Over time, the stomach cells in the epithelium change and start to resemble intestinal epithelium.

This is called metaplasia, which is when one type of cells in the body changes to resemble cells in another part of the body.

Over time, these metaplastic cells might accumulate mutations in the genes that are in charge of the cell cycle and cell division.

Tumor suppressor genes, which normally code for proteins that stop the cell cycle or promote apoptosis, are the cell cycle’s very own brake pedal, while proto-oncogenes, which normally code for proteins that promote the cell cycle, are the cell cycle’s accelerator pedal.

Mutations can occur in both.

When this happens, metaplastic cells start dividing uncontrollably, and more mutations accumulate with each division.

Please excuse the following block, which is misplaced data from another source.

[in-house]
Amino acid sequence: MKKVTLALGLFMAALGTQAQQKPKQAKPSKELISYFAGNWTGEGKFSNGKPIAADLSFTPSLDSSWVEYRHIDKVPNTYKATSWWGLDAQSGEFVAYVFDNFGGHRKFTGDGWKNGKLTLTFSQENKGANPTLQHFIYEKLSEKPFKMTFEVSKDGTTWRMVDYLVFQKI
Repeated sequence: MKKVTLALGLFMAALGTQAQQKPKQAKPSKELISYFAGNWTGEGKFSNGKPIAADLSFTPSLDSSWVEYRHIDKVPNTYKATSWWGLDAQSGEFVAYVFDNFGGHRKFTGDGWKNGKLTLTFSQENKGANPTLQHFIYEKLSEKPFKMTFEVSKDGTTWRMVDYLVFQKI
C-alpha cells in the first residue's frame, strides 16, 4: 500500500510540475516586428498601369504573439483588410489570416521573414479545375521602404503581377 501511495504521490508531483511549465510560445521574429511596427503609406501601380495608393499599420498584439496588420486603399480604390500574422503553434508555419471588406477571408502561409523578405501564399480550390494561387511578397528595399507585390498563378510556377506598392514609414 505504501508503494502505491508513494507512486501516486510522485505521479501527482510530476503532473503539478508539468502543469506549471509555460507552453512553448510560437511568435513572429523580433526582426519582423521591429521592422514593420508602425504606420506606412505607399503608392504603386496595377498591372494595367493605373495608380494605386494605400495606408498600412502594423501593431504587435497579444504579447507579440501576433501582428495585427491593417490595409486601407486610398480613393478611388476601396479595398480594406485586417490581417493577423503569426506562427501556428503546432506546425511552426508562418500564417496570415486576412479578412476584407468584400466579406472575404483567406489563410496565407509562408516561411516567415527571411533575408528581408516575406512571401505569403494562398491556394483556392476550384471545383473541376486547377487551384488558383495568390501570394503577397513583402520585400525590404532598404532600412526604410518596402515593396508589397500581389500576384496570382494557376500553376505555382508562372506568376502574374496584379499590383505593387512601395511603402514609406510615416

So eventually, these mutations might make the cells malignant, meaning they gain the ability to invade neighboring tissues and spread to distant sites.

This type of adenocarcinoma typically appears on the lesser curvature of the antrum as a large, irregular ulcer, with heaped up edges.

Histologically, it’s a well differentiated cancer, meaning they resemble normal intestinal cells.

Alternatively, diffuse type of adenocarcinoma can appear in any part of the stomach, and it’s mostly related to genetic mutations in the CDH1 gene, a tumor suppressor gene that codes for a membrane adhesion molecule called E-cadherin.

Normally, E-cadherin helps epithelial cells stick to one another and it also transmits signals that control the progression of cell cycle.